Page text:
“I’m not surprised, because they’re [the NAB] so arrogant that they think that they can just crush anybody,” Polka said. “Those kinds of tactics backfire because it’s not then about the credibility of your message. It’s about, 'We’re the 800-pound gorilla and we think we’re just going to squish you.’ ”

But the NAB defended its ad.

“I believe the quote is accurate and reflects the fact that Mr. Polka in his own words admitted that he can’t win this argument on the merits,” said NAB executive vice president of media relations Dennis Wharton.

REHR SEES DISCRIMINATION

The ad wasn’t the NAB’s only salvo at cable last week.

In Las Vegas at his group’s convention, Rehr also harpooned cable. He charged that cable operators are discriminating against broadcasters when they plan to drop the new digital channels that TV stations were bringing to market. Rehr called the practice “stripping,” a term he also used last June in a letter to Rep. Joe Barton (R-Texas), chairman of the House Committee on Energy and Commerce.

At the ACA Summit, Polka shot back, “We’ll discriminate everyday in favor of what’s right for our customers.”

In his address, Rehr also said that downconverting, which he defined as cable systems transforming broadcasters’ HD signals to standard definition, discriminated in favor of cable networks carried in HD.

“It’s part of the fist fight,” said Steve Brookstein, executive vice president of operations for Bresnan Communications.

The NAB’s demand that TV-station multicasts get carried by cable, not surprisingly, fell on deaf ears at the ACA.

“Who gave them a God-given right to have their content carried?” Polka asked. “They want us to carry product that’s not proven, that’s not compelling, by government fiat.”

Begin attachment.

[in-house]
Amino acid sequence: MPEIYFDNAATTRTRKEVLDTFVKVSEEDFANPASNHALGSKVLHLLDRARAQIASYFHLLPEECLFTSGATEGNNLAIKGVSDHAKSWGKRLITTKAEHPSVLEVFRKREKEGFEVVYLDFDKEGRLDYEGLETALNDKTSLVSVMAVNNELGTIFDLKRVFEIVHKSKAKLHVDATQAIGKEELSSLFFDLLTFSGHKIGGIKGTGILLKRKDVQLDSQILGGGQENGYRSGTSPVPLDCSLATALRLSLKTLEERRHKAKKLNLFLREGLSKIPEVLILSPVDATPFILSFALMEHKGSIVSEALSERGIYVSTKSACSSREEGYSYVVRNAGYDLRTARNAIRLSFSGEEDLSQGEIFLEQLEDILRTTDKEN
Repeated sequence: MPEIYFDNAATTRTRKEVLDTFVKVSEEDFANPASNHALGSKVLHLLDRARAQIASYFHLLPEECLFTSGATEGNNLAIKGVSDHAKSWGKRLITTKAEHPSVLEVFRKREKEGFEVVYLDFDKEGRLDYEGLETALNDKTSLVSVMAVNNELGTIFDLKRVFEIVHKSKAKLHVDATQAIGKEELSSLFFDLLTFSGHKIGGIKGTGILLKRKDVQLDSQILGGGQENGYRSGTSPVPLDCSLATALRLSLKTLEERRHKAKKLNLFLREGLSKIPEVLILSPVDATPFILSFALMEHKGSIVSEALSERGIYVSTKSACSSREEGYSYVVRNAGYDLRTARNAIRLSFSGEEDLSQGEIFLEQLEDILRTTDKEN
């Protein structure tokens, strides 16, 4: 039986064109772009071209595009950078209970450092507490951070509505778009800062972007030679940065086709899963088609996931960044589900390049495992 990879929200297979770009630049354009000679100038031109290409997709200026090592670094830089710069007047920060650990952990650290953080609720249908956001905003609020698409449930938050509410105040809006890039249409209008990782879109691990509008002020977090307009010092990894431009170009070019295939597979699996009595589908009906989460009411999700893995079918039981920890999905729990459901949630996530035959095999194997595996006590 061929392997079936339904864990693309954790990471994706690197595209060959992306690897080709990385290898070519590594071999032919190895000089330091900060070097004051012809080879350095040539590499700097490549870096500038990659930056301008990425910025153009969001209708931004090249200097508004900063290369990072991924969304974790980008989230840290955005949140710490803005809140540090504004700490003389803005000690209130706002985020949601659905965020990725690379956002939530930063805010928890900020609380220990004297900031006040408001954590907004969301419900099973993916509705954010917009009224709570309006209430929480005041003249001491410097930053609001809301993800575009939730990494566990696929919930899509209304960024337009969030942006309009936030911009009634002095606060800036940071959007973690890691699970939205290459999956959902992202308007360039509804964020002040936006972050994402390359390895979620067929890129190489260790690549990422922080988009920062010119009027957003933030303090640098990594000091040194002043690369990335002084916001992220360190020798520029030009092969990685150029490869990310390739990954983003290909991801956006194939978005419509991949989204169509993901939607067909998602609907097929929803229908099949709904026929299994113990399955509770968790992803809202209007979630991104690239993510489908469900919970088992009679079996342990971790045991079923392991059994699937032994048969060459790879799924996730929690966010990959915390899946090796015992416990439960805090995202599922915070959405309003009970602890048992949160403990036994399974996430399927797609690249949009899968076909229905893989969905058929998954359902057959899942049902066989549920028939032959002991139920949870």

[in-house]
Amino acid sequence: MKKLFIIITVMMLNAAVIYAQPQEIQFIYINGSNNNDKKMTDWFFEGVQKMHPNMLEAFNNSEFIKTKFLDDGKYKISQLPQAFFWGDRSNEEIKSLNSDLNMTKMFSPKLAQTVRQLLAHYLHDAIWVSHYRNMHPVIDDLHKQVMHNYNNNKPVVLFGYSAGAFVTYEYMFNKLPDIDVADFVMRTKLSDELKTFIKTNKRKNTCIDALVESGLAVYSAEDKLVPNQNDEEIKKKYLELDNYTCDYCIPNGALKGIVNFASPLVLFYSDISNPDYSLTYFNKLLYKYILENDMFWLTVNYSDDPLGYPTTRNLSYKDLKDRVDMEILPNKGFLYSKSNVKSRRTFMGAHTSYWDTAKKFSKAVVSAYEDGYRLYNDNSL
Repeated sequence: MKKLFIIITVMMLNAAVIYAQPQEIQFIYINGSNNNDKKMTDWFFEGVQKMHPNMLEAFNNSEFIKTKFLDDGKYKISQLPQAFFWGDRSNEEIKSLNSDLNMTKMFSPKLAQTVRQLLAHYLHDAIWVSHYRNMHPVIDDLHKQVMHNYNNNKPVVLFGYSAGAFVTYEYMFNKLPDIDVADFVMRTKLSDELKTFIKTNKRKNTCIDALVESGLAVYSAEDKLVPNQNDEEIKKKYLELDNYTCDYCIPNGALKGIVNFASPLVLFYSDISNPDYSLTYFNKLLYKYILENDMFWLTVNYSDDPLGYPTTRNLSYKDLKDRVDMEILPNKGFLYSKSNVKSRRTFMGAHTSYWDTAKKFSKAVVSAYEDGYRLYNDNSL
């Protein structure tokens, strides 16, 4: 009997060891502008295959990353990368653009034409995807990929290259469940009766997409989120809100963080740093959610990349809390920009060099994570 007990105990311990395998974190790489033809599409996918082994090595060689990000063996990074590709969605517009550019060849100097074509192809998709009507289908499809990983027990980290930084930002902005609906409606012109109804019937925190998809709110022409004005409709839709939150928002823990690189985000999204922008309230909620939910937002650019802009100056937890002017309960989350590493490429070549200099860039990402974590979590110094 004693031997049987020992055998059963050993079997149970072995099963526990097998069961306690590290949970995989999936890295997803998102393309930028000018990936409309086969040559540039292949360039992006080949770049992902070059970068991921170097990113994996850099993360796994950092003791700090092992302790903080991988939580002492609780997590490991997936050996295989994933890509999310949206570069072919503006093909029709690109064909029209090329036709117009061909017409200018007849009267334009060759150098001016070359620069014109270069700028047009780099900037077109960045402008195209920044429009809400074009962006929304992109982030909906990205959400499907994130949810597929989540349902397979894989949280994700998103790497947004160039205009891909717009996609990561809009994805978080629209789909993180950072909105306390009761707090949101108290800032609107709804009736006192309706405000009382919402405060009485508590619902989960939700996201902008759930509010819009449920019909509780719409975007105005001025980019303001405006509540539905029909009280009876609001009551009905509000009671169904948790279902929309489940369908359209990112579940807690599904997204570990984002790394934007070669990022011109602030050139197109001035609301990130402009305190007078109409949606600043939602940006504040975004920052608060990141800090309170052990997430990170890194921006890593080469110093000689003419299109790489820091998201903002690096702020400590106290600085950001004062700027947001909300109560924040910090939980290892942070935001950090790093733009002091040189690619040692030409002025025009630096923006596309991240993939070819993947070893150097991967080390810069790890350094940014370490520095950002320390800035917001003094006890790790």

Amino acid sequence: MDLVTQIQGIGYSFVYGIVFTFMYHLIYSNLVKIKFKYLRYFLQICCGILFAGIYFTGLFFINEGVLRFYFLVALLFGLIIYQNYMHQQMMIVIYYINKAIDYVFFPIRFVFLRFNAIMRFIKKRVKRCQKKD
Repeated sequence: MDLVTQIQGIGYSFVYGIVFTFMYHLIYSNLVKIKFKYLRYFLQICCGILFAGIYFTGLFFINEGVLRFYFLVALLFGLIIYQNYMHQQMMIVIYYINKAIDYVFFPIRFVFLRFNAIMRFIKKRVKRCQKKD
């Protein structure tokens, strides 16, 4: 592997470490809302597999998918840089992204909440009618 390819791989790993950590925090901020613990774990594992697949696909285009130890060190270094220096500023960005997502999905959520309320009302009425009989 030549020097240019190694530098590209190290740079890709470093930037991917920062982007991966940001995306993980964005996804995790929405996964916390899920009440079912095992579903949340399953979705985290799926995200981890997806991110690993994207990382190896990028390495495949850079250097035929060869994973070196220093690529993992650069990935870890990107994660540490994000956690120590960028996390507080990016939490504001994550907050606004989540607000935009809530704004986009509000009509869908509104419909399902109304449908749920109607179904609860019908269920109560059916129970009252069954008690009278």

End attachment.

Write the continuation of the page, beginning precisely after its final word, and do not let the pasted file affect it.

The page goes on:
The ACA was hardly a passive player last week: It took a jab at broadcast by running its own ad in Washington. It was a cartoon that depicted a “broadcaster conglomerate” — which receives “government-mandated” must-carry, free spectrum, basic tier carriage and retransmission consent — shaking cash out of a cable customer’s pocket.

When it wasn’t rebutting NAB attacks, the ACA took care of the business it came to Washington for in the first place: lobbying.

ACA TROOPS STORM HILL

Last Wednesday, about 225 ACA members had more than 180 appointments with lawmakers on the Hill to discuss retransmission consent and the looming July 1 ban on set-tops with integrated security.

The ACA is asking congressmen to write Kevin Martin, chairman of the Federal Communications Commission, to ask that cable systems receive relief, such as waivers, so that they don’t have to start deploying pricey digital cable set-tops with separate security mechanisms July 1.

The Feb. 17, 2009 conversion to all-digital TV signals was also a big topic at the ACA’s summit. ACA members and a keynote speaker, U.S. Rep. Rick Boucher [D-Va.], all expressed concern that the public doesn’t understand the ramifications of the 2009 analog cut-off. It will render some TV sets useless – and make many consumers angry, Boucher and several ACA members predicted.

ACA members are seeking the right to “down-convert” broadcast’s digital signals to analog, so that consumers with analog TV sets can still watch their favorite broadcast shows come 2009.

Brookstein described the combination of the July 1 set-top deadline and the 2009 digital transition as a “train wreck.”

Ted Hearn contributed to this article.